Jiffin. A butter and bacon factor is so very--so very--what I have not
been accustomed to! And then, those aprons! I never could get
reconciled to them."

"I'll discard the aprons altogether," cried he, in a fever. "I'll get
a second shopman, and buy a little gig, and do nothing but drive you
out. I'll do anything if you will but have me still, Miss Afy. I have
bought the ring, you know."

"Your intentions are very kind," was the distant answer, "but it's a
thing impossible; my mind is fully made up. So farewell for good,
Jiffin; and I wish you better luck in your next venture."

Afy, lifting her capacious dress, for the streets had just been
watered, minced off. And Mr. Joe Jiffin, wiping his wet face as he
gazed after her, instantly wished that he could be nailed up in one of
his pickled pork barrels, and so be out of his misery.

"That's done with, thank goodness," soliloquized Afy. "Have /him/,
indeed. After what Richard let out on the trial. As if I should look
after anybody less than Dick Hare! I shall get him, too. I always knew
Dick Hare loved me above everything on earth; and he does still, or
he'd never had said what he did in open court. 'It's better to be born
lucky than rich.' Won't West Lynne envy me! Mrs. Richard Hare of the
Grove. Old Hare is on his last legs, and then Dick comes into his own.
Mrs. Hare must have her jointure house elsewhere, for we shall want
the Grove for ourselves. I wonder if Madame Barbara will condescend to
recognize me. And that blessed Corny? I shall be a sort of cousin of
Corny's then. I wonder how much Dick comes into--three or four
thousand a year? And to think that I had nearly escaped this by tying
myself to that ape of a Jiffin! What sharks do get in our unsuspecting
paths in this world!"

On went Afy, through West Lynne, till she arrived close to Mr. Justice
Hare's. Then she paced slowly. It had been a frequent walk of hers
since the trial. Luck favored her to-day. As she was passing the gate,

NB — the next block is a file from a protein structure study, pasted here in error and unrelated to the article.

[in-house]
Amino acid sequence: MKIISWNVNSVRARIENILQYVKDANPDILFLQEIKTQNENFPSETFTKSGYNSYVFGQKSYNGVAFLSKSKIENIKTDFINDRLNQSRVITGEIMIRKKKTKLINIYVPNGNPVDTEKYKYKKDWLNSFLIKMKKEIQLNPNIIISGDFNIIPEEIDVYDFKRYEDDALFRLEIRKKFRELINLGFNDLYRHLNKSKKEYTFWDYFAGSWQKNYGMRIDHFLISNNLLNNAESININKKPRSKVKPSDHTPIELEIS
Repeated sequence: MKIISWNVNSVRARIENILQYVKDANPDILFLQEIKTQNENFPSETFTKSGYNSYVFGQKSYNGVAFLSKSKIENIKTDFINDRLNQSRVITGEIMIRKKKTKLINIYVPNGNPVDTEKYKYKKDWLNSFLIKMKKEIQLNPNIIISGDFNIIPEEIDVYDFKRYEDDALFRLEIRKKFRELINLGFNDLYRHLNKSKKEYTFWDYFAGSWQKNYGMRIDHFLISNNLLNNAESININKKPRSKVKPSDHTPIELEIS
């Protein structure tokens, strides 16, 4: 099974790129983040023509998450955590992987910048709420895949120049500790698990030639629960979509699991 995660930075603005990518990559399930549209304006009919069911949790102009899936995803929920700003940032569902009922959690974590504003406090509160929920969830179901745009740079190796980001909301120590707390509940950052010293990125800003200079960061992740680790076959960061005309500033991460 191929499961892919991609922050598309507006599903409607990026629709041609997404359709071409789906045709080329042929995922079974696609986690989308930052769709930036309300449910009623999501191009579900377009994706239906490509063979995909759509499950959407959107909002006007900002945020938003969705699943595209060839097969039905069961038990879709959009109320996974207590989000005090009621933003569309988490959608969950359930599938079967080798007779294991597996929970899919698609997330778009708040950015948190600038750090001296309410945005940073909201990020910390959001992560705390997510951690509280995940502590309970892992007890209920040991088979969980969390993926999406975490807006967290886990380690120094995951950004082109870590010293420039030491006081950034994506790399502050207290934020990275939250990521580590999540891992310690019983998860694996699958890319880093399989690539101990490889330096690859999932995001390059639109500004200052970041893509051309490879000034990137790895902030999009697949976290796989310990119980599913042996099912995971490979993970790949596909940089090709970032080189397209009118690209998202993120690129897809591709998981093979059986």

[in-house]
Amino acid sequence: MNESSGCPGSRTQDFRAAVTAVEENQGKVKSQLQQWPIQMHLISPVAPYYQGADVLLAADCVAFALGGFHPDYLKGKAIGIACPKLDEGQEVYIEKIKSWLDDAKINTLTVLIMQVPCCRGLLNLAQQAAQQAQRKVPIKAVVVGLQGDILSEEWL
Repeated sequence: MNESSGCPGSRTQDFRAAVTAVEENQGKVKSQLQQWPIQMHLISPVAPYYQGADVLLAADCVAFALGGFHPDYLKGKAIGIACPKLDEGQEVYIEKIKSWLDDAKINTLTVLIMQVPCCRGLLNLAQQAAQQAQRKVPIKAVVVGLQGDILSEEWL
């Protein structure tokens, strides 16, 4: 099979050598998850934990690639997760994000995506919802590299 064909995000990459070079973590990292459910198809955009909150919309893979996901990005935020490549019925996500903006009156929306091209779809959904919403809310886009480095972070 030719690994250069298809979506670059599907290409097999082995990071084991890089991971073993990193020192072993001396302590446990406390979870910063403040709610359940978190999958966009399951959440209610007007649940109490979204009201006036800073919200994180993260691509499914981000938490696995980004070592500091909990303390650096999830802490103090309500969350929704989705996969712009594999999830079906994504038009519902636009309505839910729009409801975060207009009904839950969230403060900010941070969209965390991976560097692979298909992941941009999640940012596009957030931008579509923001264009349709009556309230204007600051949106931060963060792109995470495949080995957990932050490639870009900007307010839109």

young Richard Hare came up from the direction of East Lynne. It was
the first time Afy had obtained speech of him.

"Good day, Richard. Why! you were never going to pass an old friend?"

"I have so many friends," said Richard, "I can scarcely spare time for
them individually."

"But you might for me. Have you forgotten old days?" continued she,
bridling and flirting, and altogether showing herself off to

"No, I have not," replied Richard. "And I am not likely to do so," he
pointedly added.

"Ah, I felt sure of that. My heart told me so. When you went off, that
dreadful night, leaving me to anguish and suspense, I thought I should
have died. I never have had, so to say, a happy moment until this,
when I meet you again."

"Don't be a fool, Afy!" was Richard's gallant rejoinder, borrowing the
favorite reproach of Miss Carlyle. "I was young and green once; you
don't suppose I have remained so. We will drop the past, if you
please. How is Mr. Jiffin?"

"Oh, the wretch!" shrieked Afy. "Is it possible that you can have
fallen into the popular scandal that I have anything to say to /him/?
You know I'd never demean myself to it. That's West Lynne all over!
Nothing but inventions in it from week's end to week's end. A man who
sells cheese! Who cuts up bacon! Well, I am surprised at you, Mr.

"I have been thinking what luck you were in to get him," said Richard,
with composure. "But it is your business not mine."

"Could /you/ bear to see me stooping to him?" returned Afy, dropping
her voice to the most insinuating whisper.